The most popular materials for manufacturing rigid foam insulation panels are polyisocyanurate, extruded polystyrene and expanded polystyrene. Regardless of the material used in their construction, rigid foam insulation panels have several advantages over traditional batt or air-blown insulation. Rigid foam installs more easily and provides a more effective air barrier.
All types of rigid foam panel insulation are friction-fitted, meaning installers wedge them into place between wall studs or floor joists. Because panels wedge in between joists and studs more firmly than batt or fill insulation, they provide a true air-tight barrier. Also, because of their stiff structure, foam panels do not become dislodged as easily as traditional insulation materials. However, even the cheapest type of rigid foam panels are more expensive than traditional insulation.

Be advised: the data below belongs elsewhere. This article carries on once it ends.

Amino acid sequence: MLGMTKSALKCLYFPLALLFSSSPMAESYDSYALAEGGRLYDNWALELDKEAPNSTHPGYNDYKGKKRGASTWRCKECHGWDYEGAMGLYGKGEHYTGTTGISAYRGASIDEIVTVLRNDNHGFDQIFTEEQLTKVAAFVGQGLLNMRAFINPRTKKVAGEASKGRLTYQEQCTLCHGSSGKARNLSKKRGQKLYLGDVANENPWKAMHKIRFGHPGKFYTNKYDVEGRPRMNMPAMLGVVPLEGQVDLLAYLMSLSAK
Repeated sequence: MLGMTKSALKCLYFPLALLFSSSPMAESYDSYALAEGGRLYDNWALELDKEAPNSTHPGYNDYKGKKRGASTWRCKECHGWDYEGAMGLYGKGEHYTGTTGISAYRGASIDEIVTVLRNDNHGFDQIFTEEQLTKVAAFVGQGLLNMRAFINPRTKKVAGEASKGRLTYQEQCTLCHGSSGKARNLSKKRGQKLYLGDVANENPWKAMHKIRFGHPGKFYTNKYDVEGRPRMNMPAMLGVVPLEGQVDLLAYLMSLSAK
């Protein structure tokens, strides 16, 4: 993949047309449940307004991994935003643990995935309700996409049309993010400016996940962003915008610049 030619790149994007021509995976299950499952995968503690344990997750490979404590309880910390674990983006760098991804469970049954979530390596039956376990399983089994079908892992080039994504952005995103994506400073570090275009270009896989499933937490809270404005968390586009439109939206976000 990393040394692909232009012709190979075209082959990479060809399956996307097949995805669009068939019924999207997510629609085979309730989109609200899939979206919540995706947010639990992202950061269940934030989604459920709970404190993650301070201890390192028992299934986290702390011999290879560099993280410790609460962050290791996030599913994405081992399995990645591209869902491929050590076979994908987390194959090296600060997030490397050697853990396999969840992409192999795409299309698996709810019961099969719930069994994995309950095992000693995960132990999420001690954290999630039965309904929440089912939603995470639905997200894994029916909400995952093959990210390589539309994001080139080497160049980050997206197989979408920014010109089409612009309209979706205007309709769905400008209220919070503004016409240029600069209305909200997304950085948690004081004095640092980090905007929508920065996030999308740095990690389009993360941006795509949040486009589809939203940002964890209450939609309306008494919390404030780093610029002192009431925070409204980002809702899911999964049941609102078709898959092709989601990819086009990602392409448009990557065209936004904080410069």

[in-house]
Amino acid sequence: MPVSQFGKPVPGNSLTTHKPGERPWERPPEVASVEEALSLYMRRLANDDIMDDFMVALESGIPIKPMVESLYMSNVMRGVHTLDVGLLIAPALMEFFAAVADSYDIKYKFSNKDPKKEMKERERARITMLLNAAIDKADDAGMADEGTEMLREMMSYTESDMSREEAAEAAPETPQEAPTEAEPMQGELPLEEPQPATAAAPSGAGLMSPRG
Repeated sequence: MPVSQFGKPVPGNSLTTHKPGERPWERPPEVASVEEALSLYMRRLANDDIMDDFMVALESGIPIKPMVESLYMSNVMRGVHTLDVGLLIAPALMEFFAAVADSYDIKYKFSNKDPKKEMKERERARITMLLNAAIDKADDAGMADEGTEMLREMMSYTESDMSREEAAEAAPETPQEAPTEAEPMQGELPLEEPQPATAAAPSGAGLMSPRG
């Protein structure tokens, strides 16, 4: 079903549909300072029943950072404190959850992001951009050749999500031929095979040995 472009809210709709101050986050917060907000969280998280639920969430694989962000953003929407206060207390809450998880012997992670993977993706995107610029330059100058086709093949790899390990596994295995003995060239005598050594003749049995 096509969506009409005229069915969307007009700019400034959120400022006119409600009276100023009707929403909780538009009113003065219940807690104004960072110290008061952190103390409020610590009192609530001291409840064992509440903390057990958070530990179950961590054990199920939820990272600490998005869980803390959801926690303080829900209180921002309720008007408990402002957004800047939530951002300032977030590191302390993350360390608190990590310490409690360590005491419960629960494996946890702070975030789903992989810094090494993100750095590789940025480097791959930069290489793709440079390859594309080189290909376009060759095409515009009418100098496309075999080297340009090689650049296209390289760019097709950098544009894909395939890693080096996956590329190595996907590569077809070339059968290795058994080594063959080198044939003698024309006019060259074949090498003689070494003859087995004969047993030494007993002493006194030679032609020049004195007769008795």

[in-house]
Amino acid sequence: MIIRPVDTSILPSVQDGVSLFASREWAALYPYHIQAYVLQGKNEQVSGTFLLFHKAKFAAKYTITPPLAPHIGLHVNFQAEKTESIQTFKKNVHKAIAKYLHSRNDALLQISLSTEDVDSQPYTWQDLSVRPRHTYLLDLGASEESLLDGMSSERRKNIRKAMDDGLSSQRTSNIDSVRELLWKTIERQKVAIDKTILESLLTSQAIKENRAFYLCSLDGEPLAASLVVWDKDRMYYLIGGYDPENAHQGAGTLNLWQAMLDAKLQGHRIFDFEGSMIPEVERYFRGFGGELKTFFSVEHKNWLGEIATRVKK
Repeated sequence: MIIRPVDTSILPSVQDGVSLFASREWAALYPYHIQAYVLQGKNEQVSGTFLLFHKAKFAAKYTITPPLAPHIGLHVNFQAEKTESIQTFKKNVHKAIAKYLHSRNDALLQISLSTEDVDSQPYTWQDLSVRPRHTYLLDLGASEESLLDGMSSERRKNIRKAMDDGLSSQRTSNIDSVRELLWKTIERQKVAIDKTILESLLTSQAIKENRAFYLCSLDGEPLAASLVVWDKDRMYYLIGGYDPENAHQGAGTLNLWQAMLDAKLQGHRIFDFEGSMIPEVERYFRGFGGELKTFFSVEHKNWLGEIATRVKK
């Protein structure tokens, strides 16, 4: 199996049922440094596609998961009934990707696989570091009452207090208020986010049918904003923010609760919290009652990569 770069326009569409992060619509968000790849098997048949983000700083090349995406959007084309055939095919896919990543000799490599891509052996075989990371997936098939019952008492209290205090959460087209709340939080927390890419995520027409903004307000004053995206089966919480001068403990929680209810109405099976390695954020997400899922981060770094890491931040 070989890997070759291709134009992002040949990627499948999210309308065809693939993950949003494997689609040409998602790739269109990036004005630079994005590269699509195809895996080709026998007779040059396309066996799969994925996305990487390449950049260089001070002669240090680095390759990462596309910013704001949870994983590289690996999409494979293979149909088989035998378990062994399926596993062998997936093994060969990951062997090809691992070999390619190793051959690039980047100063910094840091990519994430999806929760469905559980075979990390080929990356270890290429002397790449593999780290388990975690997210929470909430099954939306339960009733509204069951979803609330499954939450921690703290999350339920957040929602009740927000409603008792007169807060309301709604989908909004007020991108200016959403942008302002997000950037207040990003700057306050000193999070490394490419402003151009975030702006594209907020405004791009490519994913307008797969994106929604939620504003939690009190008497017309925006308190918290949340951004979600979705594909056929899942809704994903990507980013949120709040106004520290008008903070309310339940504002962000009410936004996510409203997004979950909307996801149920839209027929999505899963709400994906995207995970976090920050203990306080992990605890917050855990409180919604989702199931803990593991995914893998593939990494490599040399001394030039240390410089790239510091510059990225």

Polyisocyanurate is the most efficient type of foam panel insulation, preventing the most energy loss of the three types. Polyisocyanurate panels typically come sealed with foil tape on either side, making them an effective radiant barrier in certain applications. Because of their high efficiency, polyisocyanurate panels are also the most expensive type of rigid foam insulation.
Expanded polystyrene is the cheapest and least efficient type of foam panel insulation, and it takes up the most space. Extruded polystyrene offers both performance and cost between that of expanded polystyrene and polyisocyanurate. Unlike polyisocyanurate, both types of polystyrene are preferable in damp conditions, as neither type readily absorbs water.